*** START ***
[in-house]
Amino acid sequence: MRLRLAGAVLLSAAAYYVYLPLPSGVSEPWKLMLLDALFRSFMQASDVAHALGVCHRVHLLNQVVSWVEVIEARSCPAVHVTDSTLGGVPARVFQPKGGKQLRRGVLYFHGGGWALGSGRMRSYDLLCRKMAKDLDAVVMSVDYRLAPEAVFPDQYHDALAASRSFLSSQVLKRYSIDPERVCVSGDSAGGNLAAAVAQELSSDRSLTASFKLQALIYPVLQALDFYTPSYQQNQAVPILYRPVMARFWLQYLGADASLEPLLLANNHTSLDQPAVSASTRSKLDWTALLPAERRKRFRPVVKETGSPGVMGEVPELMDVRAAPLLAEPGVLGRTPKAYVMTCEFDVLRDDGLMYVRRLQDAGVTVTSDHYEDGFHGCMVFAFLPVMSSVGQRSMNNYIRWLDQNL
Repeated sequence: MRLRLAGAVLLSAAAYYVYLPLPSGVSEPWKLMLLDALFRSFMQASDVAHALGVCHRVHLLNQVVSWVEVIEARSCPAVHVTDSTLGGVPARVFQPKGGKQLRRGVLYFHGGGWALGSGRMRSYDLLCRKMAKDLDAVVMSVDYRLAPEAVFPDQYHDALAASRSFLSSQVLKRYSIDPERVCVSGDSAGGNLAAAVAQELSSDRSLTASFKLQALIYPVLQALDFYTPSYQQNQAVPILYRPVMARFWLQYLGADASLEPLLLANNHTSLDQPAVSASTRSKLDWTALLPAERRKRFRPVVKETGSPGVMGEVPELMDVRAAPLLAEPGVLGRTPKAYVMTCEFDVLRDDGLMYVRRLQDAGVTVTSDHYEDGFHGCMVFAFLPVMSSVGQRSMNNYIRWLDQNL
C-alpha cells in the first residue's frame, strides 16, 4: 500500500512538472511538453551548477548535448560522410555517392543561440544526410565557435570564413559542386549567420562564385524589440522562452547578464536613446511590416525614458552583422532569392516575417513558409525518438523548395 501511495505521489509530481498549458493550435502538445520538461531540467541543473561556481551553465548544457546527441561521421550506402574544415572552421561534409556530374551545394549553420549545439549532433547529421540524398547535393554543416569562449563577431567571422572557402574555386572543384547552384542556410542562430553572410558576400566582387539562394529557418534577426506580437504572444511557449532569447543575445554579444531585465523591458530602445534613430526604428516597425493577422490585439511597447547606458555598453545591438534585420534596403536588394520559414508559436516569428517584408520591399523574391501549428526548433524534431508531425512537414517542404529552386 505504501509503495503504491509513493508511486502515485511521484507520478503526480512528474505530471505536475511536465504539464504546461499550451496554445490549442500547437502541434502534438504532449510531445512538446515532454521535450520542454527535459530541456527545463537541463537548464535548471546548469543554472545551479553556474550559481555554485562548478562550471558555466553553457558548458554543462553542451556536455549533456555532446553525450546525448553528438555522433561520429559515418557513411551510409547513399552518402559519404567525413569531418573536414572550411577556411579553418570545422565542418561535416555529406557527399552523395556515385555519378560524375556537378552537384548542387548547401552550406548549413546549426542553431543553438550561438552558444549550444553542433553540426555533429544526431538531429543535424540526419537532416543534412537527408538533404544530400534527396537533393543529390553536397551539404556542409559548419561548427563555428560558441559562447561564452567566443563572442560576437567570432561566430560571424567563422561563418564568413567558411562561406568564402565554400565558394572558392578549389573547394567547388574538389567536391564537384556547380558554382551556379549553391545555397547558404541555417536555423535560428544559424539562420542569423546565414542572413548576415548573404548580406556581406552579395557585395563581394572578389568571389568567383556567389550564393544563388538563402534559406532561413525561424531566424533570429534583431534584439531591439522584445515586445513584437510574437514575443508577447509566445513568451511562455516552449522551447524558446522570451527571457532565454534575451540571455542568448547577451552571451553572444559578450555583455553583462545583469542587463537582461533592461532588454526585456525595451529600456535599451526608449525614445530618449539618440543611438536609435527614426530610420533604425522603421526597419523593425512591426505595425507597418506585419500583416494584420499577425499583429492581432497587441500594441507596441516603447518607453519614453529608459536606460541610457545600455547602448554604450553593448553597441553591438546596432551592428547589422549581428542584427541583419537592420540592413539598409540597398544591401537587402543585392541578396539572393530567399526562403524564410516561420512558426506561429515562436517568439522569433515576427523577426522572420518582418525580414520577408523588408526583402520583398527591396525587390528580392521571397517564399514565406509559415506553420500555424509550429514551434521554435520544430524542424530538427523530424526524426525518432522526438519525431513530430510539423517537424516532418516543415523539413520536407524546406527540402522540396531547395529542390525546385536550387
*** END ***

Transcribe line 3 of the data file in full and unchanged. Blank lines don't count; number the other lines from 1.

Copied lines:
Repeated sequence: MRLRLAGAVLLSAAAYYVYLPLPSGVSEPWKLMLLDALFRSFMQASDVAHALGVCHRVHLLNQVVSWVEVIEARSCPAVHVTDSTLGGVPARVFQPKGGKQLRRGVLYFHGGGWALGSGRMRSYDLLCRKMAKDLDAVVMSVDYRLAPEAVFPDQYHDALAASRSFLSSQVLKRYSIDPERVCVSGDSAGGNLAAAVAQELSSDRSLTASFKLQALIYPVLQALDFYTPSYQQNQAVPILYRPVMARFWLQYLGADASLEPLLLANNHTSLDQPAVSASTRSKLDWTALLPAERRKRFRPVVKETGSPGVMGEVPELMDVRAAPLLAEPGVLGRTPKAYVMTCEFDVLRDDGLMYVRRLQDAGVTVTSDHYEDGFHGCMVFAFLPVMSSVGQRSMNNYIRWLDQNL